Regionalliga Nordost

Last updated
Regionalliga Nordost
REGIONALLIGA NORDOST.svg
Founded1994 (disbanded in 2000
and reformed in 2012)
CountryGermany
State
  • Berlin
  • Brandenburg
  • Mecklenburg-Vorpommern
  • Saxony-Anhalt
  • Saxony
  • Thuringia
Confederation North East German Football Association
Number of teams18
Level on pyramid Level 4
Promotion to 3. Liga
Relegation to
Current champions Chemnitzer FC
(2018–19)
Soccerball current event.svg 2019–20 Regionalliga Nordost

The Regionalliga Nordost is the fourth tier of German football in the states of Berlin, Brandenburg, Mecklenburg-Vorpommern, Saxony-Anhalt, Saxony and Thuringia. These comprise the states of former East Germany as well as West Berlin.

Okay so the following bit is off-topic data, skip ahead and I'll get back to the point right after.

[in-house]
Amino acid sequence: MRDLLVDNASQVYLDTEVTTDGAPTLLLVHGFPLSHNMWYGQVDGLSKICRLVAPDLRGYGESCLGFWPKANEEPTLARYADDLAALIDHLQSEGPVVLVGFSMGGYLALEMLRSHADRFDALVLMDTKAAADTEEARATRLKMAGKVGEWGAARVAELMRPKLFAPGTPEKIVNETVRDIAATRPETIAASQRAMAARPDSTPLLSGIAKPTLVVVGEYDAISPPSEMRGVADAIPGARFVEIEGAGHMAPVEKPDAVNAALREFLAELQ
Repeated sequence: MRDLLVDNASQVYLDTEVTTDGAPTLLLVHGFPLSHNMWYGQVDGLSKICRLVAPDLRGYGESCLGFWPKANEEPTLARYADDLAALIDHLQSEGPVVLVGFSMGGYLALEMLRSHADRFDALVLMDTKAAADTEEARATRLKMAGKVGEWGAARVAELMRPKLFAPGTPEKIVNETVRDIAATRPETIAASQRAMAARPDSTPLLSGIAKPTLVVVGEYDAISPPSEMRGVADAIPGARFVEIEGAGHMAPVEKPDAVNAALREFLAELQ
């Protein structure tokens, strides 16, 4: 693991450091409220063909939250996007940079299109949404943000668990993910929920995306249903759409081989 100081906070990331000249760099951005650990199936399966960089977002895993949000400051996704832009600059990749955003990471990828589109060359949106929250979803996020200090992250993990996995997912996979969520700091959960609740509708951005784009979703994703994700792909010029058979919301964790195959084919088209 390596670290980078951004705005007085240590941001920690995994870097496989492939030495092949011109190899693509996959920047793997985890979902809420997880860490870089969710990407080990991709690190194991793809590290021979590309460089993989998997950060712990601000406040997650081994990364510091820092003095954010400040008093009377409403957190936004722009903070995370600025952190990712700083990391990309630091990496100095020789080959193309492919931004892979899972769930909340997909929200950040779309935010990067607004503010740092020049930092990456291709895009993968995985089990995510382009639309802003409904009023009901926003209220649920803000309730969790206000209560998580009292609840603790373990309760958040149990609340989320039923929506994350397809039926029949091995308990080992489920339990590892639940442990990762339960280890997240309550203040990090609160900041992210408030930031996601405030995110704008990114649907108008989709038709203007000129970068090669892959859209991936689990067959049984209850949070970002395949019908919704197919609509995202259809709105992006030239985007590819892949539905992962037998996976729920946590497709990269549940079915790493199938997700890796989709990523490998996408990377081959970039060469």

Contents

It is one of five leagues at the fourth tier, together with the Regionalliga Bayern, Regionalliga Südwest, Regionalliga Nord and the Regionalliga West. From 1994 to 2000 it was part of the third tier, until the first of many re-structurings of the league system. The last of these occurred in 2012, which saw the Regionalliga Nordost reinstated.

Overview

The Regionalliga Nordost was formed in 1994 to form a regional third level of play between the 2nd Bundesliga and the NOFV-Oberligas Nord, Mitte and Süd. The league was made up of 18 clubs, with two coming from the 2nd Bundesliga and six each from Mitte and Nord while the south only sent four. It was formed alongside three other Regionalligas, the Regionalliga Nord, West/Südwest and Süd. With the introduction of the Regionalliga also went the disbanding of the central division of the NOFV-Oberligas. Its clubs were spread between the remaining two.

The founding members of the Regionalliga Nordost were:

From the 2. Bundesliga:

From the NOFV-Oberliga Nord:

From the NOFV-Oberliga Mitte:

From the NOFV-Oberliga Süd:

The league contained 18 teams throughout its original six years.